Happy International Women’s Day! This day is very close to my heart as I share my birthday with it. I can’t think of a bigger honor or a better way to celebrate than to share my birthday with all women.

At Endeavor, we recognize that the opportunity behind supporting female entrepreneurs is massive. Therefore, we’re taking the necessary steps to ensure our organization is identifying and supporting female entrepreneurs in our ecosystem, through the creation of female-only growth programs. Last year, we were lucky enough to support an incredible group of female founders through our EndeavorLAB and Growth Bootcamp programs. These graduates are now part of our community of founders and receive special support to connect them to the right resources, in order to ensure their growth post-program.

My professional and personal experiences have shown me that there is tremendous power in connecting women with each other. By creating safe spaces for women to engage in meaningful peer-to-peer relationships, we’re unlocking the power of collaboration and synergy. But my reasons to believe in this type of support are beyond anecdotal – Endeavor has the data to back it up.

According to research by Endeavor Insight, women represent 53 percent of college-educated workers in the United States, and make up a majority of all accountants and financial managers. In 2017, more than 1.1 million women-led businesses generated $1.5 billion in revenue and created more than 10 million jobs.

Unfortunately, two of the largest obstacles women face are a lack of access to capital and a small professional network. According to Cruchbase’s report “A Decade in Review: Funding to the Female Founders”, women only secured 2.8% of total startup investment despite women making up 40% of all entrepreneurs in the country. Additionally, female founders only constitute 15% of businesses that reach a scale of 50+ employees. This results in a small pool of potential mentors that personally understand the challenges female entrepreneurs face.

Currently, women are still less likely to start and scale businesses than men. Yet, Endeavor Insight’s analysis reveals that accelerating the growth of women-owned businesses to the scale of 50+ employees can generate over 4 million new jobs and $500 billion in additional productivity each year to the U.S. GDP. Moreover, only 15% of businesses at that scale are owned by women. In order to reach the metrics presented by the analysis, women have to scale their businesses at the same rate as men. So, how do we achieve this? Endeavor Insight provides three recommendations to support women entrepreneurs.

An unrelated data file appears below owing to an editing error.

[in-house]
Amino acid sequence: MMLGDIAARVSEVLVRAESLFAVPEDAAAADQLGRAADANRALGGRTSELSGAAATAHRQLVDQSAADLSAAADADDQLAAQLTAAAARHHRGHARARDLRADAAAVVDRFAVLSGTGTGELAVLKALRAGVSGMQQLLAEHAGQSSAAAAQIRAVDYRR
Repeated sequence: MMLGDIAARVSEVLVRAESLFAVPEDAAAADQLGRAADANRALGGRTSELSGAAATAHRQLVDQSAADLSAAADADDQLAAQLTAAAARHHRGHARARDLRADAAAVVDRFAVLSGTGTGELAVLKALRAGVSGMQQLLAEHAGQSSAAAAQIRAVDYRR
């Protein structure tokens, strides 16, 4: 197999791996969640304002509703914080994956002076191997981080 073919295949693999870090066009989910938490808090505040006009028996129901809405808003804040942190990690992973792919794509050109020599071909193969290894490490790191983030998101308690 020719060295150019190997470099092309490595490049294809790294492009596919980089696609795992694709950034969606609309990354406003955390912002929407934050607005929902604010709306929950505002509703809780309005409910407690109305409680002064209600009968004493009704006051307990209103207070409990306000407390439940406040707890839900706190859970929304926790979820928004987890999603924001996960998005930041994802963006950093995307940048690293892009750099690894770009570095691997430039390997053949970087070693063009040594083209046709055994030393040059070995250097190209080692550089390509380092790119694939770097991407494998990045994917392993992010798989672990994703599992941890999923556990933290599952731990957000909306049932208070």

#1: Curate programs and events to increase access and deepen engagement among female founders, including underrepresented groups.

Designing a program for women won’t look exactly like it would for men, and it needs to incorporate elements that are best for all the diverse types of women who participate. Ensure that female entrepreneurs feel like they belong at the events they are invited to, take into account that entrepreneurs may need help arranging childcare or ADA accommodations. Recruit a diverse set of participants; underrepresented individuals deal with similar systematic biases and discrimination. With these factors taken into consideration, women entrepreneurs can build their professional networks and gain a sense of belonging in the greater business community.

#2: Increase support for women who are scaling their businesses.

Few programs are dedicated to guiding women beyond the early stages of their company’s growth. To address this issue, EndeavorLAB’s Cohort One launched in 2020 as an accelerator program guiding ten female entrepreneurs in South Florida towards scale, by providing the necessary tools, services, and network. Peer support and mentorship provide a reliable network for these growing entrepreneurs to consult as they face the challenges of scaling their businesses. We welcome other accelerator programs to join us in this pursuit and support women founders in more communities across the country!

#3: Reduce gender-related bias among investors throughout every step of the investment process.

It’s very important to reduce prejudice across the board. Sharon Vosmek CEO of Astia, an organization dedicated to advancing women’s participation as entrepreneurs and leaders in high-growth businesses, states that investors should take note of the biases that exist within society. Astia eliminates biases by removing the referral requirement the investment industry utilizes, screening calls for prospective businesses utilizing audio only, and refraining from asking “who else has invested?” as hearing “no one” may not be a result of the company’s merit. Astia hopes that other investment firms will also put measures in place to reduce bias and increase the diversity of their investment portfolios.

We still have a long way to go to achieve gender parity in the United States. Yet, I am hopeful that by continuing to support women we will see them thrive as leaders, entrepreneurs, business executives and more. At Endeavor Miami, we are committed to continuing to create the necessary programs, connections and safe spaces for female entrepreneurs to develop peer to peer support networks in order to scale their ventures.

Additional reporting provided by Endeavor staff member Laura Ginebra.